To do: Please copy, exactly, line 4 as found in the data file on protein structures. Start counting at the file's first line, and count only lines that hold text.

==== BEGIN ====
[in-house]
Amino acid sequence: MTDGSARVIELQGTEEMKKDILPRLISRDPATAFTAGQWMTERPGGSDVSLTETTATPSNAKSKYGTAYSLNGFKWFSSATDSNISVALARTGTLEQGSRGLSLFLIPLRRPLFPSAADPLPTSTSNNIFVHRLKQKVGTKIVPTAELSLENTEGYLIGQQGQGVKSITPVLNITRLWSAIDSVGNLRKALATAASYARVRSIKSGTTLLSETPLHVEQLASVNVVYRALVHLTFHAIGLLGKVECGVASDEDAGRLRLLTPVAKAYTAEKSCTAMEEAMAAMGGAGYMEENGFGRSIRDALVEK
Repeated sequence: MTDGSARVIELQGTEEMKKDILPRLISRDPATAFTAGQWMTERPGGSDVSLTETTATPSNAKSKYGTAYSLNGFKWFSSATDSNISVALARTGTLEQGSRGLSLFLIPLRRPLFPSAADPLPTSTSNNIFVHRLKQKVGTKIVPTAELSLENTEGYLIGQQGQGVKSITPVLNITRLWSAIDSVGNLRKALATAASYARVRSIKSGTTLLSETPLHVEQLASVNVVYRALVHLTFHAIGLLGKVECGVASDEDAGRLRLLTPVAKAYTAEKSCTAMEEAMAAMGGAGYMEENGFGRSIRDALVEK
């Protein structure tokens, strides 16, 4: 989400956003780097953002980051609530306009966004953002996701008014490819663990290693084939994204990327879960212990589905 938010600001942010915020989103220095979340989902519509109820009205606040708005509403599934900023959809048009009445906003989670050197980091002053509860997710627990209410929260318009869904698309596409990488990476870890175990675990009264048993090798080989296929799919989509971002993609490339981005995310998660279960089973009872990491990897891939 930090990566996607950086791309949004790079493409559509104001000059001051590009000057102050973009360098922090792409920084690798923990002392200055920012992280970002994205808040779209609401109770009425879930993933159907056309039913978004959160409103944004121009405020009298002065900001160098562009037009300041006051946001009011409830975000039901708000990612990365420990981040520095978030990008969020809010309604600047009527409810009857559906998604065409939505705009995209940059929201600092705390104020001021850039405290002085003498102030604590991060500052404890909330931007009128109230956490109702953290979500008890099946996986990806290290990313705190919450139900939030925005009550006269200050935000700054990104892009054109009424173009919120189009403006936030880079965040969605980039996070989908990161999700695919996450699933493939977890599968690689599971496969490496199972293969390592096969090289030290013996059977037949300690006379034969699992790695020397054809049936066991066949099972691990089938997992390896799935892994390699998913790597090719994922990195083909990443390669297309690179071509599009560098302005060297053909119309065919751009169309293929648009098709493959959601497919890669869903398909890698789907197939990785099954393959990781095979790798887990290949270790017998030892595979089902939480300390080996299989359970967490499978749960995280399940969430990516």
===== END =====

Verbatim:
């Protein structure tokens, strides 16, 4: 989400956003780097953002980051609530306009966004953002996701008014490819663990290693084939994204990327879960212990589905 938010600001942010915020989103220095979340989902519509109820009205606040708005509403599934900023959809048009009445906003989670050197980091002053509860997710627990209410929260318009869904698309596409990488990476870890175990675990009264048993090798080989296929799919989509971002993609490339981005995310998660279960089973009872990491990897891939 930090990566996607950086791309949004790079493409559509104001000059001051590009000057102050973009360098922090792409920084690798923990002392200055920012992280970002994205808040779209609401109770009425879930993933159907056309039913978004959160409103944004121009405020009298002065900001160098562009037009300041006051946001009011409830975000039901708000990612990365420990981040520095978030990008969020809010309604600047009527409810009857559906998604065409939505705009995209940059929201600092705390104020001021850039405290002085003498102030604590991060500052404890909330931007009128109230956490109702953290979500008890099946996986990806290290990313705190919450139900939030925005009550006269200050935000700054990104892009054109009424173009919120189009403006936030880079965040969605980039996070989908990161999700695919996450699933493939977890599968690689599971496969490496199972293969390592096969090289030290013996059977037949300690006379034969699992790695020397054809049936066991066949099972691990089938997992390896799935892994390699998913790597090719994922990195083909990443390669297309690179071509599009560098302005060297053909119309065919751009169309293929648009098709493959959601497919890669869903398909890698789907197939990785099954393959990781095979790798887990290949270790017998030892595979089902939480300390080996299989359970967490499978749960995280399940969430990516």